Celebrate Your Freedom to Read: Banned Books Week is September 21-27, 2014

Banning books gives us silence when we need speech. It closes our ears when we need to listen. It makes us blind when we need sight.       –Stephen Chbosky

The JJC Library has a display of challenged books–start reading one today to practice your First Amendment Rights. The ALA’s Office for Intellectual Freedom shares the 10 most challenged books of 2013:

1. “Captain Underpants”, by Dav Pilkey (Reasons: Offensive language, unsuited for age group, violence)

2. “The Bluest Eye,” by Toni Morrison (Reasons: Offensive language, sexually explicit, unsuited to age group, violence)

3. “The Absolutely True Diary of a Part-Time Indian,” by Sherman Alexie (Reasons: Drugs/alcohol/smoking, offensive language, racism, sexually explicit, unsuited to age group)

4. “Fifty Shades of Grey,” by E.L. James (Reasons: Nudity, offensive language, religious viewpoint, sexually explicit, unsuited to age group)

5. “The Hunger Games,” by Suzanne Collins (Reasons: Religious viewpoint, unsuited to age group)

6. “A Bad Boy Can Be Good for A Girl,” by Tanya Lee Stone (Reasons: Drugs/alcohol/smoking, nudity, offensive language, sexually explicit)

7. “Looking for Alaska,” by John Green (Reasons: Drugs/alcohol/smoking, sexually explicit, unsuited to age group)

8. “The Perks of Being a Wallflower,” by Stephen Chbosky (Reasons: Drugs/alcohol/smoking, homosexuality, sexually explicit, unsuited to age group)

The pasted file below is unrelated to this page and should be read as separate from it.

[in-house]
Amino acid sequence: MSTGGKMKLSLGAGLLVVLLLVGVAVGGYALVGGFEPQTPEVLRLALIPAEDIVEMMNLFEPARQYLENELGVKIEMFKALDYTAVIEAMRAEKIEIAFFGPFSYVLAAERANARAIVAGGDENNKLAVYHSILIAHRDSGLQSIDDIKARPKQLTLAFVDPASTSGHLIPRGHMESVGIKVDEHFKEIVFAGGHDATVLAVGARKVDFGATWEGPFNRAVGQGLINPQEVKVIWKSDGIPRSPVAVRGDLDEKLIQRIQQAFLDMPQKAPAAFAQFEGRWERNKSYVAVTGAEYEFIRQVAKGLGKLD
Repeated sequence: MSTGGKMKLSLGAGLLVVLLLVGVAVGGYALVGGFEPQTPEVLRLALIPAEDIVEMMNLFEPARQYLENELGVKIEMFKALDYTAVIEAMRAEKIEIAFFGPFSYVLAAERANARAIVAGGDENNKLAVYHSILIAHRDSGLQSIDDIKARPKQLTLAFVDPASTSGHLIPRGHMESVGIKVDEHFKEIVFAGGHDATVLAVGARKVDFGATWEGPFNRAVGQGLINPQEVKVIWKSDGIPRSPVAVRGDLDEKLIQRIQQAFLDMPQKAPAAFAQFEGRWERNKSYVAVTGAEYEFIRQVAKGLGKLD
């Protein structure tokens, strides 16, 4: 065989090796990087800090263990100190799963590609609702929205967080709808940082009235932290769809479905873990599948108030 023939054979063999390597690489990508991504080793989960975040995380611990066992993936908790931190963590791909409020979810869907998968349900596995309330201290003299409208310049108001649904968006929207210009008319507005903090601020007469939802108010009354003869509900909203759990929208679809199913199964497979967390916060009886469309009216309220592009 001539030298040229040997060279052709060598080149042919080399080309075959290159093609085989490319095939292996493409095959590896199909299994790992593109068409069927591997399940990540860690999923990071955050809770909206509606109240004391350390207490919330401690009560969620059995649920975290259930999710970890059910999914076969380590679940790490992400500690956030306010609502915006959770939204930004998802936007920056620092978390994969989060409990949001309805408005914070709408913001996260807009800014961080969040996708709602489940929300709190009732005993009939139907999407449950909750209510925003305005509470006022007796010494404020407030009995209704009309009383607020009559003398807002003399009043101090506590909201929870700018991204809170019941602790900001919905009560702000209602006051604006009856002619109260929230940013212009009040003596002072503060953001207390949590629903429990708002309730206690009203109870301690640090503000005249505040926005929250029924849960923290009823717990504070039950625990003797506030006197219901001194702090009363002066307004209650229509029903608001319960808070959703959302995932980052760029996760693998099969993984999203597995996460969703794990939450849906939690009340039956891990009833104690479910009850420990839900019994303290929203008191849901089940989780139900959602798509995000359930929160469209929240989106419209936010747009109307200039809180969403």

9. “Bless Me, Ultima,” by Rudolfo Anaya (Reasons: Occult/Satanism, offensive language, religious viewpoint, sexually explicit)

10. “Bone”, by Jeff Smith (Reasons: Political viewpoint, racism, violence)


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Today is Read an eBook Day!

We have  thousands of eBooks available and free apps for reading them on your own device. Be a part of the festivities by borrowing a Nook, Kindle, or your favorite eBook from the JJC Library http://jjc.edu/services-for-students/academic-resources/library/Pages/Ebooks.aspx

Enter to win a free eReader at http://readanebookday.com/


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Check Out JJC Library’s New Web Page

JJC’s librarians have spent the last several months redesigning the library web page. The process involved critiquing notable college library web pages, meeting with students to determine the best way to organize content, creating a test version of the page, conducting usability tests with students, using student feedback to tweak the page, putting on the finishing touches, and finally, making the new version live to the JJC community. We hope that you will find the new design visually clear, current and easier to navigate: jjc.edu/lrc.

web page

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Remembering 9/11

The JJC Library has a display of books and films in remembrance of 9/11/2001. We share these lines from the poem “The Names” by Billy Collins dedicated to the victims and survivors.

Names written in the air

And stitched into the cloth of the day.

A name under a photograph taped to a mailbox.

Monogram on a torn shirt,

I see you spelled out on storefront windows

And on the bright unfurled awnings of this city.